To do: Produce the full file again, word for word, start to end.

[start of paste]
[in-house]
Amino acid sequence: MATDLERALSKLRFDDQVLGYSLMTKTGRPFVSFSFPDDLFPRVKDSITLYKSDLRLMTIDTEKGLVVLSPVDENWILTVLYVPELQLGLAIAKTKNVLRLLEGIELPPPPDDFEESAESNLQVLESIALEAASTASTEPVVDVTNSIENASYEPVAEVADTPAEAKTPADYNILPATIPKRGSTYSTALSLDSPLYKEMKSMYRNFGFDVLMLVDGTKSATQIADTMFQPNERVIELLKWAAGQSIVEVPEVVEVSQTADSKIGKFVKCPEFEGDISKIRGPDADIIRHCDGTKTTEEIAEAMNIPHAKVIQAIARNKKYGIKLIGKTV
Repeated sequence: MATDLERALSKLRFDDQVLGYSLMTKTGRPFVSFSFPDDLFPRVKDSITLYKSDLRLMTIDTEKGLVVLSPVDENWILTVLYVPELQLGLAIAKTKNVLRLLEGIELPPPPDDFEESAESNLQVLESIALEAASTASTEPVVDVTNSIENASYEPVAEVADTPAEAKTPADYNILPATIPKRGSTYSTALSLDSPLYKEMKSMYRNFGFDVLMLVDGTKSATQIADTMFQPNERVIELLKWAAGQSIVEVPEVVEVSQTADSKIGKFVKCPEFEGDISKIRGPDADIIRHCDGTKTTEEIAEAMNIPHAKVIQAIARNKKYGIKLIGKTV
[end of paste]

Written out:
[in-house]
Amino acid sequence: MATDLERALSKLRFDDQVLGYSLMTKTGRPFVSFSFPDDLFPRVKDSITLYKSDLRLMTIDTEKGLVVLSPVDENWILTVLYVPELQLGLAIAKTKNVLRLLEGIELPPPPDDFEESAESNLQVLESIALEAASTASTEPVVDVTNSIENASYEPVAEVADTPAEAKTPADYNILPATIPKRGSTYSTALSLDSPLYKEMKSMYRNFGFDVLMLVDGTKSATQIADTMFQPNERVIELLKWAAGQSIVEVPEVVEVSQTADSKIGKFVKCPEFEGDISKIRGPDADIIRHCDGTKTTEEIAEAMNIPHAKVIQAIARNKKYGIKLIGKTV
Repeated sequence: MATDLERALSKLRFDDQVLGYSLMTKTGRPFVSFSFPDDLFPRVKDSITLYKSDLRLMTIDTEKGLVVLSPVDENWILTVLYVPELQLGLAIAKTKNVLRLLEGIELPPPPDDFEESAESNLQVLESIALEAASTASTEPVVDVTNSIENASYEPVAEVADTPAEAKTPADYNILPATIPKRGSTYSTALSLDSPLYKEMKSMYRNFGFDVLMLVDGTKSATQIADTMFQPNERVIELLKWAAGQSIVEVPEVVEVSQTADSKIGKFVKCPEFEGDISKIRGPDADIIRHCDGTKTTEEIAEAMNIPHAKVIQAIARNKKYGIKLIGKTV